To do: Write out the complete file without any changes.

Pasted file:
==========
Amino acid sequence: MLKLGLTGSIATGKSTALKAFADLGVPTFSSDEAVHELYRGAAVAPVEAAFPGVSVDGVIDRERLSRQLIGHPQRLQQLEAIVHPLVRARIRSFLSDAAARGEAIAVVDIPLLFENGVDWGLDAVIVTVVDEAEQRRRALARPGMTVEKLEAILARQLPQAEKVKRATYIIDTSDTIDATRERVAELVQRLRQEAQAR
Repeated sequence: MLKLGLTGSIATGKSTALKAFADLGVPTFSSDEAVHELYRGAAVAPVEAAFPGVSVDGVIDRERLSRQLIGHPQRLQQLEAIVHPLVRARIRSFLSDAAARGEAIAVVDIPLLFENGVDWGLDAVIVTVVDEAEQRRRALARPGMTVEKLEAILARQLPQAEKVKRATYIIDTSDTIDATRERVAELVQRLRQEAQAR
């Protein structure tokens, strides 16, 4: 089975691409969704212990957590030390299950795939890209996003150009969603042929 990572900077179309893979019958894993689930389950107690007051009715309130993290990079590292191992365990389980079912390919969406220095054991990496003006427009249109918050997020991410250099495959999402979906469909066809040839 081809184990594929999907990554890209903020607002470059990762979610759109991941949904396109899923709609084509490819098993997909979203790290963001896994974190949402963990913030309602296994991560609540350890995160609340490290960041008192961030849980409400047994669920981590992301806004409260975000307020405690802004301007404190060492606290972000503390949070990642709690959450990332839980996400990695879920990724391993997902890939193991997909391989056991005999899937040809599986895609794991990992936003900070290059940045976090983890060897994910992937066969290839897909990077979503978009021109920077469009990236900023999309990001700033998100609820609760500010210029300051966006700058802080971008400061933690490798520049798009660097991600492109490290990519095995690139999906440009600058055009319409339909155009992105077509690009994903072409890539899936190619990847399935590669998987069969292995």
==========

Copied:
Amino acid sequence: MLKLGLTGSIATGKSTALKAFADLGVPTFSSDEAVHELYRGAAVAPVEAAFPGVSVDGVIDRERLSRQLIGHPQRLQQLEAIVHPLVRARIRSFLSDAAARGEAIAVVDIPLLFENGVDWGLDAVIVTVVDEAEQRRRALARPGMTVEKLEAILARQLPQAEKVKRATYIIDTSDTIDATRERVAELVQRLRQEAQAR
Repeated sequence: MLKLGLTGSIATGKSTALKAFADLGVPTFSSDEAVHELYRGAAVAPVEAAFPGVSVDGVIDRERLSRQLIGHPQRLQQLEAIVHPLVRARIRSFLSDAAARGEAIAVVDIPLLFENGVDWGLDAVIVTVVDEAEQRRRALARPGMTVEKLEAILARQLPQAEKVKRATYIIDTSDTIDATRERVAELVQRLRQEAQAR
């Protein structure tokens, strides 16, 4: 089975691409969704212990957590030390299950795939890209996003150009969603042929 990572900077179309893979019958894993689930389950107690007051009715309130993290990079590292191992365990389980079912390919969406220095054991990496003006427009249109918050997020991410250099495959999402979906469909066809040839 081809184990594929999907990554890209903020607002470059990762979610759109991941949904396109899923709609084509490819098993997909979203790290963001896994974190949402963990913030309602296994991560609540350890995160609340490290960041008192961030849980409400047994669920981590992301806004409260975000307020405690802004301007404190060492606290972000503390949070990642709690959450990332839980996400990695879920990724391993997902890939193991997909391989056991005999899937040809599986895609794991990992936003900070290059940045976090983890060897994910992937066969290839897909990077979503978009021109920077469009990236900023999309990001700033998100609820609760500010210029300051966006700058802080971008400061933690490798520049798009660097991600492109490290990519095995690139999906440009600058055009319409339909155009992105077509690009994903072409890539899936190619990847399935590669998987069969292995």